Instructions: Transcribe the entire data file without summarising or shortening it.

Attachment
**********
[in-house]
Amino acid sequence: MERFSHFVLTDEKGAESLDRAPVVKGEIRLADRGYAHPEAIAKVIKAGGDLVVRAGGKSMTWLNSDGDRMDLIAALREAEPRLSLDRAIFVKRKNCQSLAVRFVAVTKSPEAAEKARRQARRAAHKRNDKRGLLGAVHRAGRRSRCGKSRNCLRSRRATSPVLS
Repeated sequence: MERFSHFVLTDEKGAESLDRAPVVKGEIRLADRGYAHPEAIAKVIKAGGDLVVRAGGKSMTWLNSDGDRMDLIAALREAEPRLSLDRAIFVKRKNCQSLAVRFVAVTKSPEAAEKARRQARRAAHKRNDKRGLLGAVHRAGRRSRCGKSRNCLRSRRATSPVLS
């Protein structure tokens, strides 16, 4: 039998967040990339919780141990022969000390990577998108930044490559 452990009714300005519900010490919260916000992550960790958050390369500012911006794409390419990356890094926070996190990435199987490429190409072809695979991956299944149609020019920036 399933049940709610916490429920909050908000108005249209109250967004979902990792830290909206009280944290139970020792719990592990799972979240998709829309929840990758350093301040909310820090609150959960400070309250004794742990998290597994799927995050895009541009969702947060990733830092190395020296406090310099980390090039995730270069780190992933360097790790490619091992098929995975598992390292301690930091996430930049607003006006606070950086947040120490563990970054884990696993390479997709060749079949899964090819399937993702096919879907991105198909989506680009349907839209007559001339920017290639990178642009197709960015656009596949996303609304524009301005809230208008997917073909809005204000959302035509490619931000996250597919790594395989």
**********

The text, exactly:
[in-house]
Amino acid sequence: MERFSHFVLTDEKGAESLDRAPVVKGEIRLADRGYAHPEAIAKVIKAGGDLVVRAGGKSMTWLNSDGDRMDLIAALREAEPRLSLDRAIFVKRKNCQSLAVRFVAVTKSPEAAEKARRQARRAAHKRNDKRGLLGAVHRAGRRSRCGKSRNCLRSRRATSPVLS
Repeated sequence: MERFSHFVLTDEKGAESLDRAPVVKGEIRLADRGYAHPEAIAKVIKAGGDLVVRAGGKSMTWLNSDGDRMDLIAALREAEPRLSLDRAIFVKRKNCQSLAVRFVAVTKSPEAAEKARRQARRAAHKRNDKRGLLGAVHRAGRRSRCGKSRNCLRSRRATSPVLS
């Protein structure tokens, strides 16, 4: 039998967040990339919780141990022969000390990577998108930044490559 452990009714300005519900010490919260916000992550960790958050390369500012911006794409390419990356890094926070996190990435199987490429190409072809695979991956299944149609020019920036 399933049940709610916490429920909050908000108005249209109250967004979902990792830290909206009280944290139970020792719990592990799972979240998709829309929840990758350093301040909310820090609150959960400070309250004794742990998290597994799927995050895009541009969702947060990733830092190395020296406090310099980390090039995730270069780190992933360097790790490619091992098929995975598992390292301690930091996430930049607003006006606070950086947040120490563990970054884990696993390479997709060749079949899964090819399937993702096919879907991105198909989506680009349907839209007559001339920017290639990178642009197709960015656009596949996303609304524009301005809230208008997917073909809005204000959302035509490619931000996250597919790594395989």